disc brake newbie? - 7 important things you need to know
So the big in-thing we’re talking about is disc brakes – the be all and end all of bike braking systems according to one camp and an unnecessary expense cooked up by the cycling industry to squeeze more money from the cycling community according to the other camp.
1. So What Are Disc Brakes?
2. Types of Disc Braking System
- Pulling the brake levers which are attached to cables – like traditional rim brakes – squeezes the calipers which force the brake pads to grip the rotor making the bike wheel stop. This method is known as mechanical.
- Pulling the brake levers builds up a pressure which forces fluid to move through a solidly sealed line into the caliper which presses the pads against the disc making the bike wheel stop. This is known as a hydraulic braking system.
3. Hydraulics versus Mechanical Disk Brakes
Hydraulics are seen as far superior to mechanical brakes by many in the biking world. One reason for this is that rather than pulling on a cable you are pushing the hydraulic fluid towards the calipers. This means less effort is required compared to mechanicals.
In fact the brake lever action is so light that there are brake levers that require the use of only one or two fingers like this one. They also offer better modulation ie precise control on how much the brakes bite the rotor.
The other key advantage is that the brake pads become self-adjusting as they wear down because of the fluid pressure. Hydraulic braking systems are much more expensive and can be found on more high-end eBikes.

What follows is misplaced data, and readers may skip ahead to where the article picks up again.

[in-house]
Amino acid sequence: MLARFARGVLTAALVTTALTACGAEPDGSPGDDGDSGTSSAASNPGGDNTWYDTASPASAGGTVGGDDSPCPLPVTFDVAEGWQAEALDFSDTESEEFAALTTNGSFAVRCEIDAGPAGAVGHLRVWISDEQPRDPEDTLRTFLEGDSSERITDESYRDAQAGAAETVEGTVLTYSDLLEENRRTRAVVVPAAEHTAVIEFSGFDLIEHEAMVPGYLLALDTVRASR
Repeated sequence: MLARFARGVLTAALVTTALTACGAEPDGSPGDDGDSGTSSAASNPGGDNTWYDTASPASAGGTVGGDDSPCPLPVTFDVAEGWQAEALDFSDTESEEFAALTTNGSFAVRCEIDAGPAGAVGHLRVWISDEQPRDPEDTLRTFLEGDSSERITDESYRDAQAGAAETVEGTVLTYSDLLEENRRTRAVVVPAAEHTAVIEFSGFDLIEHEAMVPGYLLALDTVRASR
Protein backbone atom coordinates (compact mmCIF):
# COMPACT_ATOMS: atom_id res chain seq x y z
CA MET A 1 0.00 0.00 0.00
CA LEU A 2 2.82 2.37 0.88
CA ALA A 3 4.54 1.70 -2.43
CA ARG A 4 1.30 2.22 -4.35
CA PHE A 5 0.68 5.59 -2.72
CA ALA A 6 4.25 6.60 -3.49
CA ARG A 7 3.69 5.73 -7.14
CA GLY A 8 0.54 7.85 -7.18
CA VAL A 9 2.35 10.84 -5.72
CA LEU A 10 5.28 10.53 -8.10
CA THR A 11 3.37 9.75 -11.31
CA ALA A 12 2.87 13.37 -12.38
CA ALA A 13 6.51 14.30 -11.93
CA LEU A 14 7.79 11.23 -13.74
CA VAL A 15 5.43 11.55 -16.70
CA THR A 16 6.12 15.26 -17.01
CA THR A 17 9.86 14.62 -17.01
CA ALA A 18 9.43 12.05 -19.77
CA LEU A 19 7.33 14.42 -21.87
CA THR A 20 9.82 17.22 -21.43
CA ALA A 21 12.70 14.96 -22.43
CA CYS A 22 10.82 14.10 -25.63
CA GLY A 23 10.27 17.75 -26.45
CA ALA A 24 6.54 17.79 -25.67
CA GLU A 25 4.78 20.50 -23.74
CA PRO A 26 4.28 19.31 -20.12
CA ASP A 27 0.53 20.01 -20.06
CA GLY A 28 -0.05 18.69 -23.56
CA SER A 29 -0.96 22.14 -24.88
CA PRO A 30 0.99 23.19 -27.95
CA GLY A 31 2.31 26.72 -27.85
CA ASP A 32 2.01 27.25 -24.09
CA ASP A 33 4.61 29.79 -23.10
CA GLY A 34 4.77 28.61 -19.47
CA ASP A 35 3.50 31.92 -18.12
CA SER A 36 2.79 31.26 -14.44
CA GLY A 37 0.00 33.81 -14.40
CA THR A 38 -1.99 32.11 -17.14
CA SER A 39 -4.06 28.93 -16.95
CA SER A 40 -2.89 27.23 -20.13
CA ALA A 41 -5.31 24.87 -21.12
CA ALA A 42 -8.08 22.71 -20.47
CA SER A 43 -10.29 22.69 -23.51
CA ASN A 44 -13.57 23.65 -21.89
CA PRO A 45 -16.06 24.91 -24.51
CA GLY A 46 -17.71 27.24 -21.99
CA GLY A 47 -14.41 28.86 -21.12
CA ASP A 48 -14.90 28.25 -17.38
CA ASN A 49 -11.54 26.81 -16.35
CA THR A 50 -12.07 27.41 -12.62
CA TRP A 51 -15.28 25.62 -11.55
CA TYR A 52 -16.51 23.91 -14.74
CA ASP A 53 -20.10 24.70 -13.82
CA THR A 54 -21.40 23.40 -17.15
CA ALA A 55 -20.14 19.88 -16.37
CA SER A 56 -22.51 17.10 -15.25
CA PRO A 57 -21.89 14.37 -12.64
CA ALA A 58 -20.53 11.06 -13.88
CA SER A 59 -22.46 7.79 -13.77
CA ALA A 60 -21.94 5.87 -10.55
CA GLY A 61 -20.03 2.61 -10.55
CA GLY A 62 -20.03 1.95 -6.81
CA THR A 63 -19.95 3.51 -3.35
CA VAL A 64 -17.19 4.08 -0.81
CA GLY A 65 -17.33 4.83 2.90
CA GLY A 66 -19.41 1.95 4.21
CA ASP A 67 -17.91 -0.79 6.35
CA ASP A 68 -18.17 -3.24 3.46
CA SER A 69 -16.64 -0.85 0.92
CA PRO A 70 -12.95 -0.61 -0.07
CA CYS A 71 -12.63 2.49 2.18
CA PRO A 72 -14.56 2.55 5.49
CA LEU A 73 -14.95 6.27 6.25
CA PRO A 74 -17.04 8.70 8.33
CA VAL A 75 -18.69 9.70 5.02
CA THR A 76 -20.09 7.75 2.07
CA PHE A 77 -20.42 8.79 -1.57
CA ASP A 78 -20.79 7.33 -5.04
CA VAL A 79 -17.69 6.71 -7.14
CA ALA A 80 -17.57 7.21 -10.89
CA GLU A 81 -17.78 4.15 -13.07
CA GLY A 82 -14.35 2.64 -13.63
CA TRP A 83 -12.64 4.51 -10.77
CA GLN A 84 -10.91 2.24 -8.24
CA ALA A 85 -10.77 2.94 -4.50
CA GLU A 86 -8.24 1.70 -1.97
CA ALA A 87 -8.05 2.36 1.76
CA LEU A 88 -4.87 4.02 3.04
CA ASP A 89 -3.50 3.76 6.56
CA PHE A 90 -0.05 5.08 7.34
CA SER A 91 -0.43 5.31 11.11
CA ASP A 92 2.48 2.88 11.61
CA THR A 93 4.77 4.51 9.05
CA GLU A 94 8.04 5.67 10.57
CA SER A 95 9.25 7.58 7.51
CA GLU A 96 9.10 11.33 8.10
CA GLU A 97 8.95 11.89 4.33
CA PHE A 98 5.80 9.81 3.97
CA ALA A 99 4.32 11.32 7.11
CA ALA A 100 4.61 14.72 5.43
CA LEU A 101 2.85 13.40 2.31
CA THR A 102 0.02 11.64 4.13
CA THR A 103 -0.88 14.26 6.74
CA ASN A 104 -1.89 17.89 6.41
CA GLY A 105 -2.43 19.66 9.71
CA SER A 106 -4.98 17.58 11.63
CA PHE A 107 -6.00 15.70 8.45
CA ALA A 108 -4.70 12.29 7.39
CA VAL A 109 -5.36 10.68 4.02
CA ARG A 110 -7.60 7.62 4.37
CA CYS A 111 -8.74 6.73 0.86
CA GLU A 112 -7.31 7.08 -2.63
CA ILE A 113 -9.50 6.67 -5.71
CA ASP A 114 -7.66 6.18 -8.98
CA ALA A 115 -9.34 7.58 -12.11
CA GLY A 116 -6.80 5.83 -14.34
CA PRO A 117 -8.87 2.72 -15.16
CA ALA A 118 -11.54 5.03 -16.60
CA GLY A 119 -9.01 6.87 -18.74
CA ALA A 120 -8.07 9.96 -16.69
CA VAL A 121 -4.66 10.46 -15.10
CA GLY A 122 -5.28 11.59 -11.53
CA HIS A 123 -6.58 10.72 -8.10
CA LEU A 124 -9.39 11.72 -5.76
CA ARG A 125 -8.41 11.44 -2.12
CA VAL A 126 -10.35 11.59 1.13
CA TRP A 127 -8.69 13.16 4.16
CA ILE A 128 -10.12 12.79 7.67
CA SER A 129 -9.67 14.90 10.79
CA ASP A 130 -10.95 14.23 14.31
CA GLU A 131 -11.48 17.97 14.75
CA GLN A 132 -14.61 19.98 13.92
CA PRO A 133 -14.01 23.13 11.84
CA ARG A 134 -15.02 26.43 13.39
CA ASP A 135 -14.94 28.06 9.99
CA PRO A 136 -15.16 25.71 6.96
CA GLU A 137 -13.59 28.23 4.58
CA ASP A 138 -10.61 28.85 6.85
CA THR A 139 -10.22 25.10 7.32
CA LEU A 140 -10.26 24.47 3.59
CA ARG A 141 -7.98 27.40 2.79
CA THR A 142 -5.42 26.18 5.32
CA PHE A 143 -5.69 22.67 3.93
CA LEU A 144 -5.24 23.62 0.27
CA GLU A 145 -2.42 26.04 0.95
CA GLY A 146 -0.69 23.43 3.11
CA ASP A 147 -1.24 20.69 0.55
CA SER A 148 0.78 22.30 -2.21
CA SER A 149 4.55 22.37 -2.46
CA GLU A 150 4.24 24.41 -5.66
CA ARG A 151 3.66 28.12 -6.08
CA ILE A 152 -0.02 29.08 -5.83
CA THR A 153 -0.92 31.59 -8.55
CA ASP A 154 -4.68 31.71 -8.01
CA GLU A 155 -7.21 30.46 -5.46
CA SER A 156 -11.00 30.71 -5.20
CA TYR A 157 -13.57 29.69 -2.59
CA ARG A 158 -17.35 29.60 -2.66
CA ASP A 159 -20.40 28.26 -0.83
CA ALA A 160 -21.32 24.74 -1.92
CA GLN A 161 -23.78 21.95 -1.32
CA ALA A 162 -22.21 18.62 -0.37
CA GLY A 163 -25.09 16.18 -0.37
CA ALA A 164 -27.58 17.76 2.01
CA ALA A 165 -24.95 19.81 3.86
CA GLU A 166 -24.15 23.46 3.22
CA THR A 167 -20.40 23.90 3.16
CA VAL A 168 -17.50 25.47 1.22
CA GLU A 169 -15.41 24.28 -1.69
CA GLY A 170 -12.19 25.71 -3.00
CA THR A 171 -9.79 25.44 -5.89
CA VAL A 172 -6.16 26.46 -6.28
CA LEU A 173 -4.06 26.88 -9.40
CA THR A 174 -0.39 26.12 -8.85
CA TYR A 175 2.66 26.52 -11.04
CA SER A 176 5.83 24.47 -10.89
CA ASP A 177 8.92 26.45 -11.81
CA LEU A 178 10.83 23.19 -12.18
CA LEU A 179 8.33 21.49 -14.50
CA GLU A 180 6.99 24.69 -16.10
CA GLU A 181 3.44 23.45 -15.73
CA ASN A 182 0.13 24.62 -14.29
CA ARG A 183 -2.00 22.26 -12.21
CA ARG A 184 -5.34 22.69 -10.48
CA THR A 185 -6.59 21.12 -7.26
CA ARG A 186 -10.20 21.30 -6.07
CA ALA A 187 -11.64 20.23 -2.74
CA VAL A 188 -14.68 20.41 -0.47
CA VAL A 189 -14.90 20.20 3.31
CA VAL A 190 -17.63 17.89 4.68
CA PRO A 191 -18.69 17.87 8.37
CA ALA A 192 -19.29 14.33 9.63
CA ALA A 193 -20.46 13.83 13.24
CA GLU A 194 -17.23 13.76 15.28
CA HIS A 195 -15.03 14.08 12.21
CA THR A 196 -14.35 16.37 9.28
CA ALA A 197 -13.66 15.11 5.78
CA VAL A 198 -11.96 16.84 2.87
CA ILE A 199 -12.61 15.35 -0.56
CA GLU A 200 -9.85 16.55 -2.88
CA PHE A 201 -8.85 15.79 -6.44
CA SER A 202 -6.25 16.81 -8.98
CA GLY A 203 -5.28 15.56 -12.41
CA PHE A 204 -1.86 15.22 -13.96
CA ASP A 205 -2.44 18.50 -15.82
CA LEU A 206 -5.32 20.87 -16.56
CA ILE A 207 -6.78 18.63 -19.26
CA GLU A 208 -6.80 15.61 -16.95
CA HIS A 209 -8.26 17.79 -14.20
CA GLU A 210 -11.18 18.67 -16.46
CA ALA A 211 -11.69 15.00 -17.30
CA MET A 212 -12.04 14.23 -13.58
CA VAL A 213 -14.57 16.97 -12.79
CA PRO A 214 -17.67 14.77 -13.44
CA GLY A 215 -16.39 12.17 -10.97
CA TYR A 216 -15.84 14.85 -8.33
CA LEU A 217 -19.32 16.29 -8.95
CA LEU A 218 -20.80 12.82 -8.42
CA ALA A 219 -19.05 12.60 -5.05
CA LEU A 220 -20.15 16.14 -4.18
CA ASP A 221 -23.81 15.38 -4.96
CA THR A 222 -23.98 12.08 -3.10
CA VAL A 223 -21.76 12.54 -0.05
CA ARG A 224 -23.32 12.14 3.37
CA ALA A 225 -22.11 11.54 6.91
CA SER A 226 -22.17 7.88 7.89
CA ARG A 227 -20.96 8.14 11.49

4. Disc Sizes
|Road / Cyclocross||Mountain||Enduro / Downhill|
5. Types of Rotors
The second type of disc is the two-piece rotor with a steel braking surface and aluminium carrier like this SRAM Centerline XR rotor from Amazon or the Hope Floating rotor from JensonUSA
They are generally more expensive than a one piece rotor because of the materials used and their overall superior braking power. The two piece rotor allows the steel to pass on the heat via the inner aluminium part.
This is what makes them better at dissipating heat and cooling down the rotor which gives the better braking performance. They are still lightweight but will stay truer for longer.
6. How are disc brakes better than rim brakes?
7. Installing Discs
The fitting of the rotor will either be via a central spline which needs a cassette lockring tool or via 6 bolts. Center lock rotors are two piece discs and therefore tend to stay truer than 6 bolts discs which are cheaper and more easily available. Both types come in all standard sizes.
With the center lock you get two different kinds of lock rings i) an internal ring which goes on the inside – looks similar to a cassette lock ring. You use a cassette lock ring tool to install it, or ii) an external ring for which you need a bottom bracket tool.
6 bolt rotors are very easy to install. The bolts should be tightened in a mesh/zigzag pattern to ensure even balancing of the rotor against the hub.
If your existing bike has rim brakes you won’t be able to just buy and fit a disc brake kit on your wheels. You will need to buy a wheel that has a rotor mount built in.
A center lock wheel can be adapted for a 6 bolt disc with a base spline for mounting on to hub, pins that go into the base spline via the rotor and a lock ring goes on top. A 6 bolt hub cannot be adapted for a centerlock wheel.
So in summary it seems disc brakes are here to stay. Manufacturers are producing increasing number of regular bikes and electric bikes with mechanical or hydraulic disc brakes. And while rim brakes are not going to disappear overnight, we might as well accept and maybe welcome the advent of the disc brake.
They are fairly lightweight, more efficient braking systems compared to rim brakes and can be used in all weather conditions. But like everything there are pros and cons. Hopefully after reading through the 7 important things you need to know about disc brakes, that you’re in a better position to make the right choice for you.
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